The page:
Before we can model our data using n-gram scoring, we have to prepare and clean the data so that it is uniform. Any data that isn’t uniform or standardised has the risk of skewing our results and therefore invalidating our model.
In a technology such as Splunk, we use Data Models (https://docs.splunk.com/Documentation/Splunk/8.0.3/Knowledge/Aboutdatamodels) as a mechanism to do this at scale. Using data models we can perform normalisation of data across data sources and query an abstract version of the data. For example, this allows us to normalise Microsoft Windows logs, Endpoint Detection & Response (EDR) product logs, Linux system logs, Antivirus logs… and any other source which contains a filename. In addition, this filters out any malformed data being compared with our model, preventing erroneous results.
Running the analytics
Models are computationally expensive to run and we don’t want to waste CPU time that could be better spent elsewhere.
One solution that we use to mitigate this problem is to split the analytic into two sections:
- Create a scheduled task to build the model:
- In our example, we collected 10 open source books, a Microsoft Windows manual and file names from a fresh Microsoft Windows 10 install and then broke this down into a word list
- We then created a custom algorithm in Python and imported it into our Splunk environment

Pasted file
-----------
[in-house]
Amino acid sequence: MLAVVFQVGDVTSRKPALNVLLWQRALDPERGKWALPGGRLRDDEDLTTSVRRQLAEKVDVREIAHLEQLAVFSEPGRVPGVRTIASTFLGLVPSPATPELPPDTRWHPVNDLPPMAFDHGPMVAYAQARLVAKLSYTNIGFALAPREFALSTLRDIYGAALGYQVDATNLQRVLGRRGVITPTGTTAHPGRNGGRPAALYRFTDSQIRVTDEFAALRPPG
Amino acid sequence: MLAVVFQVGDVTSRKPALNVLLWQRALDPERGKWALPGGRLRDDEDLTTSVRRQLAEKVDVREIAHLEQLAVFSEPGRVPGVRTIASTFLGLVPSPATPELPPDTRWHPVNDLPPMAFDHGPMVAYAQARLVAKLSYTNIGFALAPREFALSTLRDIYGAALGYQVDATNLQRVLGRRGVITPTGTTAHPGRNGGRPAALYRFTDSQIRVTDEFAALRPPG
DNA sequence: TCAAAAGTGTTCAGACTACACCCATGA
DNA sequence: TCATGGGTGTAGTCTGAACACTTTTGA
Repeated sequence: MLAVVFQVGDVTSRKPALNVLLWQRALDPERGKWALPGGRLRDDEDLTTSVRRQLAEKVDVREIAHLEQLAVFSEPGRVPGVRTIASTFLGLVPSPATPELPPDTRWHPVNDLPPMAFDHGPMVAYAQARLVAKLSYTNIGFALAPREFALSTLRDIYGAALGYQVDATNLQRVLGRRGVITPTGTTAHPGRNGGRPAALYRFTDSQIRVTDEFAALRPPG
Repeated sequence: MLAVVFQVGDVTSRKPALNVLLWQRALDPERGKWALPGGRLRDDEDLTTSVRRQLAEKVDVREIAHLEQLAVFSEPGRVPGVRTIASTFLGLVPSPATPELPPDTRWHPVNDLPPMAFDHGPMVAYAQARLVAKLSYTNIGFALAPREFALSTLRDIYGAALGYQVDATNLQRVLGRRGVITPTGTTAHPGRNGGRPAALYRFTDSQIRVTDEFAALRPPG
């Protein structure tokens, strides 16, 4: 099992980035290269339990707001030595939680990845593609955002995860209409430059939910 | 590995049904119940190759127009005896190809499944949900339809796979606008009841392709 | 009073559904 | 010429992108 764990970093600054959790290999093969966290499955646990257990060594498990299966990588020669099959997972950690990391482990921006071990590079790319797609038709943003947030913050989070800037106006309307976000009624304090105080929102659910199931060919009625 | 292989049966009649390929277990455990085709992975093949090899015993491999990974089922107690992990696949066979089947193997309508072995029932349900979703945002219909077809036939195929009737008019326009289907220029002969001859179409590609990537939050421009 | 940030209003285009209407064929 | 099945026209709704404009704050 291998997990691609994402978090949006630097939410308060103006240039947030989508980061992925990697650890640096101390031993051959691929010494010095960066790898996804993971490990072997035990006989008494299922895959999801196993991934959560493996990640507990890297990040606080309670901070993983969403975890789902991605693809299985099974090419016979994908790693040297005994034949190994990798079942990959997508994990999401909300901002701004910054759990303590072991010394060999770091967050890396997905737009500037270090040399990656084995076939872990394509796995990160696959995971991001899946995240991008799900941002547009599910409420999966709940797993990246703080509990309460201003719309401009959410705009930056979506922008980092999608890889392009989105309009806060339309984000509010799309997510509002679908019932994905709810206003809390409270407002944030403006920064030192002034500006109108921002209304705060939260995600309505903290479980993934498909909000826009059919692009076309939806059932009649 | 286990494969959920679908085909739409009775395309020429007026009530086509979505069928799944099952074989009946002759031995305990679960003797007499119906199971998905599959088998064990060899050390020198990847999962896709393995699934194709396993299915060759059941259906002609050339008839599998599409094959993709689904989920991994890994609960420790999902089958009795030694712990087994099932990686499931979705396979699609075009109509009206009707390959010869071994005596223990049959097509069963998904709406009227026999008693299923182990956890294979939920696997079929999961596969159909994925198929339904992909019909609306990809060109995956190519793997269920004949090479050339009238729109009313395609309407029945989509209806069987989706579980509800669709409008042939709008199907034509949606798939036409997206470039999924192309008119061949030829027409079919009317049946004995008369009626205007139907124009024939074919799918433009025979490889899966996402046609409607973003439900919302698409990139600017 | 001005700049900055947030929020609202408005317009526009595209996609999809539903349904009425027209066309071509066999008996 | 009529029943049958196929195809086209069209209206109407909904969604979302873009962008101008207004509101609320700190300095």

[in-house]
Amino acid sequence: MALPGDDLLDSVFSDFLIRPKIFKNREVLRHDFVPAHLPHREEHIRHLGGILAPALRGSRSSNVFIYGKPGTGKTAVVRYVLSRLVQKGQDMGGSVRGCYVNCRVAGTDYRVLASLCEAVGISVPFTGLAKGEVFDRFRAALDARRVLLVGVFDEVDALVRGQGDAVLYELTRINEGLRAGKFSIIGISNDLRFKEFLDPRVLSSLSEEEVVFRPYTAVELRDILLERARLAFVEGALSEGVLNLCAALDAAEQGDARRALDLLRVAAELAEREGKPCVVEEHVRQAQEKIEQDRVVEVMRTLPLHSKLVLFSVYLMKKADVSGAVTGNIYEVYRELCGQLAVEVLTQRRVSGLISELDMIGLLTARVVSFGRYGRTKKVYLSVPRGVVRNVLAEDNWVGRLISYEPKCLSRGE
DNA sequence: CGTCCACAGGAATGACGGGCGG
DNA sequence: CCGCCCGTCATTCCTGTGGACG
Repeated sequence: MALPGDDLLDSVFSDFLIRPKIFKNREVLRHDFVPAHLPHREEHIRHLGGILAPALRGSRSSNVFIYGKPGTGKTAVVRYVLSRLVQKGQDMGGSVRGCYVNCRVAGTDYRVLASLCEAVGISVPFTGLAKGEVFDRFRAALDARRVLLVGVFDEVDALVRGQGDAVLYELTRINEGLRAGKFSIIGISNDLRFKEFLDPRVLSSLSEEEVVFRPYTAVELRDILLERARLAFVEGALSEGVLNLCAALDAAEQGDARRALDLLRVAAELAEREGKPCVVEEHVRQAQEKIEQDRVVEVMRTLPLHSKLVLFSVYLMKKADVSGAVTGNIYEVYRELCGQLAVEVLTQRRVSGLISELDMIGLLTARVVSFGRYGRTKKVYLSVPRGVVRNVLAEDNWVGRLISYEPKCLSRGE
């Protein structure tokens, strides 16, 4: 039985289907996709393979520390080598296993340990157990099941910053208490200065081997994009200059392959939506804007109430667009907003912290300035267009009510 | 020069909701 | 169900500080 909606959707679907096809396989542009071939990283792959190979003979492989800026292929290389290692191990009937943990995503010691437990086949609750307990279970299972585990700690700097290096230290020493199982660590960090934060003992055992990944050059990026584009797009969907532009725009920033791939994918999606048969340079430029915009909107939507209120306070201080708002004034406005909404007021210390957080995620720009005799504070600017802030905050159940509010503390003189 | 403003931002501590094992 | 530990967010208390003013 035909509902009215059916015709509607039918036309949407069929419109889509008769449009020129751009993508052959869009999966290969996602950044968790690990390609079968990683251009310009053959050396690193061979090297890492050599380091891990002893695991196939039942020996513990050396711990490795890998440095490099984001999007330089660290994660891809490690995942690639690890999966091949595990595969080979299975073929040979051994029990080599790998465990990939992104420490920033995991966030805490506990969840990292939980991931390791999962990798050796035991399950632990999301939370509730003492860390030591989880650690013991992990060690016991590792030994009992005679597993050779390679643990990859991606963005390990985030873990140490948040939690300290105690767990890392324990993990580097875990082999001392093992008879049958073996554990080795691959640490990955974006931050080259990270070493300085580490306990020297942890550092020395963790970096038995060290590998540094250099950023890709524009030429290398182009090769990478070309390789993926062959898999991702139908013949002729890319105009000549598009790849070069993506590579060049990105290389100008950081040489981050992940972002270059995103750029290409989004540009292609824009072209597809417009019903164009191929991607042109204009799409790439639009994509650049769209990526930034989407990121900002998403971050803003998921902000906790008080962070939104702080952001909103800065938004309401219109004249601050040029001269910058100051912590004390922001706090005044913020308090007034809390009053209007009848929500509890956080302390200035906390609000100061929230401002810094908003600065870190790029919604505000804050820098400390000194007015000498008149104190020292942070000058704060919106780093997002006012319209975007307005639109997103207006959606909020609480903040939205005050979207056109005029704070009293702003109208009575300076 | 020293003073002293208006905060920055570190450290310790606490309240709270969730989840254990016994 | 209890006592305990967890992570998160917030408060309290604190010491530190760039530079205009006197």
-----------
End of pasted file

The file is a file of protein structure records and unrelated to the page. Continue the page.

- We used a case sensitive algorithm as often the “random” file names we are looking for use both upper and lower case
- Our scheduled task takes the list of file names and computes the model using the custom command to calculate an understanding randomness
- The word list can be then regularly updated (to continue it’s training) which will update the understanding of randomness
- Create a scheduled search to compare recently observed file names:
- This is inexpensive and should run often on a recent snapshot of data (for example, every 15-20 minutes with the aspiration of real-time) to lower the “time to detection”. This way you can inspect file names very often to identify one that is random
- This search should alert if the word is considered “random”
- This is measured by a score given to the filename which should be adjusted to suit the environment in which it is deployed
- It is also important to consider what other information to display with the scoring to allow analysts to effectively triage the alert, for example:
- The asset the filename was detected on
- Any user associated with the file (if available)
- The creating process, thread and the library in which the code originated from
- The file path the file was found in
- Its size
Using the trained model, we applied our understanding of randomness against 246 different file names (initially 1,814,396 events from a lab environment but was reduced via aggregation to 246 unique file names), from an environment with data from Microsoft Windows 10 host, in order to understand what was appropriate for alert thresholds.
These events were selected by including file paths that are commonly used by malware and implants which are understood to use random file names. This was done to prevent any unnecessary load during the search and as a step to reduce the false positive rate understanding this introduces fragility into the model.